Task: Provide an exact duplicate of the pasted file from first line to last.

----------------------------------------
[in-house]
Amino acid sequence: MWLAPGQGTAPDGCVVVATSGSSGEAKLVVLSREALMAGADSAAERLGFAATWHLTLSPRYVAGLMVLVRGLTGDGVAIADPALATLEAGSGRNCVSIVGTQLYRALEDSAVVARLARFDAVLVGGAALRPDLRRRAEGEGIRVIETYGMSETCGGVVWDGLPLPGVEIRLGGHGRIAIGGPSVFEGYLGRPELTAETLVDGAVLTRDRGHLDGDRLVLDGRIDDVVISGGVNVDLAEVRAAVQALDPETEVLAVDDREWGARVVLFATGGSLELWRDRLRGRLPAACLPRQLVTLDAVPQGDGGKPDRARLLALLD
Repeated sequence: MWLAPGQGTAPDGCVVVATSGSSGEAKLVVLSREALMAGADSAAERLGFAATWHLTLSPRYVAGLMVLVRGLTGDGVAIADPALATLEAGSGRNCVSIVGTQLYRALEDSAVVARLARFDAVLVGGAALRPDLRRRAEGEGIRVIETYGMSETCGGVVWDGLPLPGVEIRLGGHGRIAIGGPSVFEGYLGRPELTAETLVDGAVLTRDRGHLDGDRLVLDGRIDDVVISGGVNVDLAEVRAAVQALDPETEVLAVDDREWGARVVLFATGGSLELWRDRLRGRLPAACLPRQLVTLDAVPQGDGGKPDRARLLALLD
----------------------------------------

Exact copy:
[in-house]
Amino acid sequence: MWLAPGQGTAPDGCVVVATSGSSGEAKLVVLSREALMAGADSAAERLGFAATWHLTLSPRYVAGLMVLVRGLTGDGVAIADPALATLEAGSGRNCVSIVGTQLYRALEDSAVVARLARFDAVLVGGAALRPDLRRRAEGEGIRVIETYGMSETCGGVVWDGLPLPGVEIRLGGHGRIAIGGPSVFEGYLGRPELTAETLVDGAVLTRDRGHLDGDRLVLDGRIDDVVISGGVNVDLAEVRAAVQALDPETEVLAVDDREWGARVVLFATGGSLELWRDRLRGRLPAACLPRQLVTLDAVPQGDGGKPDRARLLALLD
Repeated sequence: MWLAPGQGTAPDGCVVVATSGSSGEAKLVVLSREALMAGADSAAERLGFAATWHLTLSPRYVAGLMVLVRGLTGDGVAIADPALATLEAGSGRNCVSIVGTQLYRALEDSAVVARLARFDAVLVGGAALRPDLRRRAEGEGIRVIETYGMSETCGGVVWDGLPLPGVEIRLGGHGRIAIGGPSVFEGYLGRPELTAETLVDGAVLTRDRGHLDGDRLVLDGRIDDVVISGGVNVDLAEVRAAVQALDPETEVLAVDDREWGARVVLFATGGSLELWRDRLRGRLPAACLPRQLVTLDAVPQGDGGKPDRARLLALLD